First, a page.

Felten went ahead with the presentation after the Recording Industry Association of America promised not to sue him over it; he'd put off revealing the details earlier this year after he received a nastygram from the music industry and other copyright fans. The RIAA said it never planned to sue Felten, according to the Washington Post. The Boston Globe's Hiawatha Bray said the music industry backed off because "Felten is a scientist, and the law makes an exception for scholarly researchers." Anyway, News.com reported that the talk was billed as the "presentation the RIAA does not want you to see." Not bad marketing for a paper the Post described as "a dry, technical analysis."

" "It was a public celebration of an academic's personal fight against the Digital Millennium Copyright Act -- the 1998 law that copyright holders are using as a legal bludgeon against security researchers.

It was also entirely anticlimactic.

No armed FBI agents appeared to drag Felten off in handcuffs, which is what happened to accused DMCA violator Dmitry Sklyarov after he visited Las Vegas, Nevada, for the Defcon hacker gathering."

"At a Wednesday morning press conference, Felten and Cohn said the team had the recording industry's blessing to present the paper, but they had no assurances that the Felten team or other scientists would be safe from other lawsuits for presenting the same information or other work based on the Felten research at a later date.

One college student asked the panelists whether he could be sued under the DMCA for summarizing the evening's events to his professor. Cohn and Peter Jaszi, an intellectual property professor at the American University law school, said that was unlikely, but if the student included a critique of the Felten team's methods, the student should "theoretically" be concerned because that might run afoul of the DMCA's prohibition on trafficking in anti-circumvention technologies, Jaszi said.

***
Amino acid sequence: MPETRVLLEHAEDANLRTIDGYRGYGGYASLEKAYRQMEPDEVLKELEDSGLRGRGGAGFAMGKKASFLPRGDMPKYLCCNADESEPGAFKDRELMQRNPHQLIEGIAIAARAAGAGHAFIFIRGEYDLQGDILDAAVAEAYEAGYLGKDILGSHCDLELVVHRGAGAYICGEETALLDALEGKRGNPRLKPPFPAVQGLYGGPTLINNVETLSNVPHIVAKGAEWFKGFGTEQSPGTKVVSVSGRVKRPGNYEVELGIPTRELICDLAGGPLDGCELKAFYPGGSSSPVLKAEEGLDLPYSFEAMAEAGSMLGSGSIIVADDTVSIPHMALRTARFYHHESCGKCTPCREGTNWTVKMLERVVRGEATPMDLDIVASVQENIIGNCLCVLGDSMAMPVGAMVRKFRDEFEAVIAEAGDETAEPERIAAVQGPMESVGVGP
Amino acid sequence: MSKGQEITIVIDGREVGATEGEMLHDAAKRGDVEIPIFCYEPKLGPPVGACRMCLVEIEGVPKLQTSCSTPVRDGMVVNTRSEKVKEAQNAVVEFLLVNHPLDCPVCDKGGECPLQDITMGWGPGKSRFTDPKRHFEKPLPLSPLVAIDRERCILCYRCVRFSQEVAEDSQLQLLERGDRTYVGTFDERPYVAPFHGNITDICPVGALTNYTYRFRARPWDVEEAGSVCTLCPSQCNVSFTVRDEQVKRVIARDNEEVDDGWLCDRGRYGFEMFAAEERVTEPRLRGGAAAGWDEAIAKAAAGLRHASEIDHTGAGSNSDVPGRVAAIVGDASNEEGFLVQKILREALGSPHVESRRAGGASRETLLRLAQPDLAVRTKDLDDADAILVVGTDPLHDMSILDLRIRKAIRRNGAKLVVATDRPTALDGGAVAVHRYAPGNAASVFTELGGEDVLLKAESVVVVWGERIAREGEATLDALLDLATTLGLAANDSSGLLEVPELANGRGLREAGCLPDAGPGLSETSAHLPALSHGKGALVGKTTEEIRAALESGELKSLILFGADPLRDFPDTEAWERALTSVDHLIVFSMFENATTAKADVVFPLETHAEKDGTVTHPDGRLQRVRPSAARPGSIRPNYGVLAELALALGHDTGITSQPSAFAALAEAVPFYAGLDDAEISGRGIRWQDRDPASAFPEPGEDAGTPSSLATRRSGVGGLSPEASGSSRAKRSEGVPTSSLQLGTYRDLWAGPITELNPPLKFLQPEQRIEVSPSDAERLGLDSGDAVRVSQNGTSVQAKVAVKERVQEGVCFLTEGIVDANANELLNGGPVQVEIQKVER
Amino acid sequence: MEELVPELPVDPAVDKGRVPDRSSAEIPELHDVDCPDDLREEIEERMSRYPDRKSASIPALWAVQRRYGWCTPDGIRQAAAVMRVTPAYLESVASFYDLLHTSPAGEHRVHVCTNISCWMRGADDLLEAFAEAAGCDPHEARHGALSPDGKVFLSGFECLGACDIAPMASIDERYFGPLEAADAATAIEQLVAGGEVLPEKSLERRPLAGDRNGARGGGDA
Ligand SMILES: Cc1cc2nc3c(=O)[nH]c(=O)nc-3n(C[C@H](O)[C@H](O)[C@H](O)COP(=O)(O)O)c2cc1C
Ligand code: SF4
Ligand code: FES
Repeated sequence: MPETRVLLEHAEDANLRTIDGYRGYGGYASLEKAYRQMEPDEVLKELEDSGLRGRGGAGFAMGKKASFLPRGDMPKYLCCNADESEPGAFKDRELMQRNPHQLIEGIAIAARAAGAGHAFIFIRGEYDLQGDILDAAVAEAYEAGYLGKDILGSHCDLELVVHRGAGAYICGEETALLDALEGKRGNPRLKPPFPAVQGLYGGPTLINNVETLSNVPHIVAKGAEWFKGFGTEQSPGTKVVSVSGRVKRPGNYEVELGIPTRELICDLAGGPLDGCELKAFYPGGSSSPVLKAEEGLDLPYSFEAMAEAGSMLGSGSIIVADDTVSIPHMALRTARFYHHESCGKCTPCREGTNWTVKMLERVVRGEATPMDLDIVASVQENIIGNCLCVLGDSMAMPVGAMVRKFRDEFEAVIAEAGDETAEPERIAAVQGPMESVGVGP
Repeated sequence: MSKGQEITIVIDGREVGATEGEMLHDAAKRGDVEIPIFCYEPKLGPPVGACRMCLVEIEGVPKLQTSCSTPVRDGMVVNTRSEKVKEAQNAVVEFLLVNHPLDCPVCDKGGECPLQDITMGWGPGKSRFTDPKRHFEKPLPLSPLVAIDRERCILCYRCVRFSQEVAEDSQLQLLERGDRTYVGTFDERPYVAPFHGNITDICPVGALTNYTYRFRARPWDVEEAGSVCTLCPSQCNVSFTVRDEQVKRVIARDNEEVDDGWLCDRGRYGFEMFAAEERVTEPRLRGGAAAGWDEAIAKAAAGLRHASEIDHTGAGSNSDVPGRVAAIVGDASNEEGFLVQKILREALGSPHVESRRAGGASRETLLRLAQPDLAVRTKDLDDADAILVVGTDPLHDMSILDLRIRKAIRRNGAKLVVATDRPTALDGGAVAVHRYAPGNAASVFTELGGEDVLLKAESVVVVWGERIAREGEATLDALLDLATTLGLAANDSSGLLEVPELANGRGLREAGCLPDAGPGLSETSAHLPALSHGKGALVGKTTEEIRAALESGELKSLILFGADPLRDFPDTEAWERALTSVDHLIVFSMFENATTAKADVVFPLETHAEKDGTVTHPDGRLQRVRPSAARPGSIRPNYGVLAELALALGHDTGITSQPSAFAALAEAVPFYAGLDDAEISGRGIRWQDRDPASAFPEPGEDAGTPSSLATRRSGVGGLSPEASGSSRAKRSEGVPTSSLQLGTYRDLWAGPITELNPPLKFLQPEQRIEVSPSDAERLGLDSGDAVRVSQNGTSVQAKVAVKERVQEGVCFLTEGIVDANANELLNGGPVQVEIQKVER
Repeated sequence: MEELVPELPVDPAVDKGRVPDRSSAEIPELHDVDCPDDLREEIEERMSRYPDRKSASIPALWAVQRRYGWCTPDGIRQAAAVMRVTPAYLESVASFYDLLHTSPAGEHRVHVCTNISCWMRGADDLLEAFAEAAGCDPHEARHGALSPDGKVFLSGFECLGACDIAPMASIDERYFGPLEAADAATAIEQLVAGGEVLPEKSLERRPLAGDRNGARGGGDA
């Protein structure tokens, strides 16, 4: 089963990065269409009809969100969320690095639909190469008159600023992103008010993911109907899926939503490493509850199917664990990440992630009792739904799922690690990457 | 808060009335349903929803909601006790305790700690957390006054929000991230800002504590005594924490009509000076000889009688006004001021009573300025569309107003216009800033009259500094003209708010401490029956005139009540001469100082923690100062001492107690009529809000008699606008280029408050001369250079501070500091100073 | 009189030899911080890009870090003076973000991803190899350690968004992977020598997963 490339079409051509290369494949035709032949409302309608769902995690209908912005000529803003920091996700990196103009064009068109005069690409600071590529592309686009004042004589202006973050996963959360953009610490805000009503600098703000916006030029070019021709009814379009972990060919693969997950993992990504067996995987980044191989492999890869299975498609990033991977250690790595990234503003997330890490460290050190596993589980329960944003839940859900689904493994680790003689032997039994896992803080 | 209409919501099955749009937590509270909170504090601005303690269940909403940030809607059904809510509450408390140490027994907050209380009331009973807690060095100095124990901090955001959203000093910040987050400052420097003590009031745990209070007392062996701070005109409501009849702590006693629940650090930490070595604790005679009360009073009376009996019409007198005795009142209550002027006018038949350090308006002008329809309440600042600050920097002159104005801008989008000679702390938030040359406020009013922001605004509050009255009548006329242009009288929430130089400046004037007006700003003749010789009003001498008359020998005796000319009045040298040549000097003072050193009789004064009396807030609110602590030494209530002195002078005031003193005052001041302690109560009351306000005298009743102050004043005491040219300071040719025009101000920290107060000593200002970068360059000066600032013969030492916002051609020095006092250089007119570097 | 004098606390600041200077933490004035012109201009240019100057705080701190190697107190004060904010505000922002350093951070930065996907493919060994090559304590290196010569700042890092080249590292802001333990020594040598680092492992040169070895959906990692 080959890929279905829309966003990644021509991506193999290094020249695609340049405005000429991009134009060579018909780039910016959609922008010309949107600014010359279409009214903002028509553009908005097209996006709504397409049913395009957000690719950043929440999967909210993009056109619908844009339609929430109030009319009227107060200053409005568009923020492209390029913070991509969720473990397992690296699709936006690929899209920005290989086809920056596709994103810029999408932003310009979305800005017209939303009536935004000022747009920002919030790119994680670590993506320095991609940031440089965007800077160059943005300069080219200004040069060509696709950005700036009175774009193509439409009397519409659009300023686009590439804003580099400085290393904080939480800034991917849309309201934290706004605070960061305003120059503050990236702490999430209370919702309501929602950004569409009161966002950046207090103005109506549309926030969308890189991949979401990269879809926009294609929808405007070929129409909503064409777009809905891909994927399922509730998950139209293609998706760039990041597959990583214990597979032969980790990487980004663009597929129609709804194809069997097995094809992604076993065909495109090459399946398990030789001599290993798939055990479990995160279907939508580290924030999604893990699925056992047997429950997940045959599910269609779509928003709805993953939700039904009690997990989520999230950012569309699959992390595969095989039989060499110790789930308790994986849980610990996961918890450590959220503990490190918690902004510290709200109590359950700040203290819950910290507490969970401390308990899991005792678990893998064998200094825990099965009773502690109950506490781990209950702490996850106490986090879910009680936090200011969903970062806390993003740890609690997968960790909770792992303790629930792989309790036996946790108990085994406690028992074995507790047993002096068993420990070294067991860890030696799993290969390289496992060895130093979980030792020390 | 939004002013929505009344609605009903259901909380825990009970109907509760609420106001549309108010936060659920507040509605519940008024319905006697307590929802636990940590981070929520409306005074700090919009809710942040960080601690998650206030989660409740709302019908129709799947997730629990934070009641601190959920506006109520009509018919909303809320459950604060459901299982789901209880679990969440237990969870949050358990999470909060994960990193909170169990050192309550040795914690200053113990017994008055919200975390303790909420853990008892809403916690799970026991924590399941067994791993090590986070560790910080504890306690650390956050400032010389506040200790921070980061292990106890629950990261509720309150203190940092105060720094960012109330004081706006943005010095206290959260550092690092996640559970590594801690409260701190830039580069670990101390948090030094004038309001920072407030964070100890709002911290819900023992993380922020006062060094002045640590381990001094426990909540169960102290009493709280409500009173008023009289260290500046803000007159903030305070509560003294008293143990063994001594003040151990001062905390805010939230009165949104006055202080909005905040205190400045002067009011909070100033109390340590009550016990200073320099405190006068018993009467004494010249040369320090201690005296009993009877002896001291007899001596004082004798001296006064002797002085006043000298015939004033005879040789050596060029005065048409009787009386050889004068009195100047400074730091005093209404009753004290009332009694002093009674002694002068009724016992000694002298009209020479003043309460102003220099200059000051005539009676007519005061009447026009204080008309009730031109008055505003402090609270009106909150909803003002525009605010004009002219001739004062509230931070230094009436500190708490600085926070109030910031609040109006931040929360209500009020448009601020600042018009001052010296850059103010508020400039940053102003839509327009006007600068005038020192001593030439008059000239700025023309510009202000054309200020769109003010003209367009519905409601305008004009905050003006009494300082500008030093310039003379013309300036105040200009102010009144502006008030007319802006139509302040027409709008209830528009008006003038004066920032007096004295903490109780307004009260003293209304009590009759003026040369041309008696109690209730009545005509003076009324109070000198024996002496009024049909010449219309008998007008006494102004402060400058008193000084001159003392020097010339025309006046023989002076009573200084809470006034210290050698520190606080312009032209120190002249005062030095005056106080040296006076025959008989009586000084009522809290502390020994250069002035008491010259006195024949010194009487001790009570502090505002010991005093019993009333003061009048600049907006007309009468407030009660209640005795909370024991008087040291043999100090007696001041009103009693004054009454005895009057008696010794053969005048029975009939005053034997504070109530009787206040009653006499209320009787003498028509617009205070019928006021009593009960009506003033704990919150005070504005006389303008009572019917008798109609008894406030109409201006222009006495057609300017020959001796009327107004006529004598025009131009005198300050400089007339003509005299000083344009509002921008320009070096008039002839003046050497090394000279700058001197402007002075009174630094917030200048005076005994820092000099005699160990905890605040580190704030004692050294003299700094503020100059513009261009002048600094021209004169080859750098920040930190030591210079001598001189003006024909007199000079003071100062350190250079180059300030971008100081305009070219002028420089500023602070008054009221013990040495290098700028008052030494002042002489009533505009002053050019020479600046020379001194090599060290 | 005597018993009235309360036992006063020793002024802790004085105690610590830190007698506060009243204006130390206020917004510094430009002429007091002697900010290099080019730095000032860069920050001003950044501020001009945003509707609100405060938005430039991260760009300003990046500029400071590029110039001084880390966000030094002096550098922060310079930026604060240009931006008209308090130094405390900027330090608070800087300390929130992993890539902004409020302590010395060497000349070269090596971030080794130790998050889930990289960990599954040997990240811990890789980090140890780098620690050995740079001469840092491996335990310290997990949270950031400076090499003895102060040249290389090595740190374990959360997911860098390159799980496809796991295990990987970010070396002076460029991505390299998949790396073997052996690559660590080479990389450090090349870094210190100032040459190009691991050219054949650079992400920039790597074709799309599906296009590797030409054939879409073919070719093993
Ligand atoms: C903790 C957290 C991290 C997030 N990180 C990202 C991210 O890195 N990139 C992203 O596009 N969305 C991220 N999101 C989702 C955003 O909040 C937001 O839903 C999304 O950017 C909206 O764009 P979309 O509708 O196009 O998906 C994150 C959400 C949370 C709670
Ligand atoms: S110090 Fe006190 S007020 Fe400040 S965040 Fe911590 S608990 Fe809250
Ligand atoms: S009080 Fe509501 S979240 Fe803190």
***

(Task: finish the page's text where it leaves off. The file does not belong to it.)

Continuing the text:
After the student asked if he could write software based on the Felten team presentation, the crowd of security experts collectively mumbled a warning. "Do you have my email?" electronic rights defender Cohn asked the student. "Then I think there is general consensus ... that you'd be in trouble."

Felten added: "I'd like to point out, 'Can I tell my advisor what I saw here?' doesn't have a simple answer."

The Association for Computing Machinery (ACM) filed a declaration in federal court today regarding the Felten v. DMCA lawsuit challenging the DMCA. Some sample quotes:

"Research in analysis (i.e., the evaluation of the strengths and weaknesses of computer systems) is essential to the development of effective security, both for works protected by copyright law and for information in general. Such research can progress only through the open publication and exchange of complete scientific results."

"ACM is also concerned that application of the DMCA to the presentation and publication of scientific papers could result in the departure from the U.S. of the information security community for conferences and publications."

"Virtually all conferences that discuss the security of digital information may be subject to threats under the DMCA because such conferences consider the strengths and weaknesses of various technological protection measures that could be applied, or are actually being applied, to protect copyrighted works."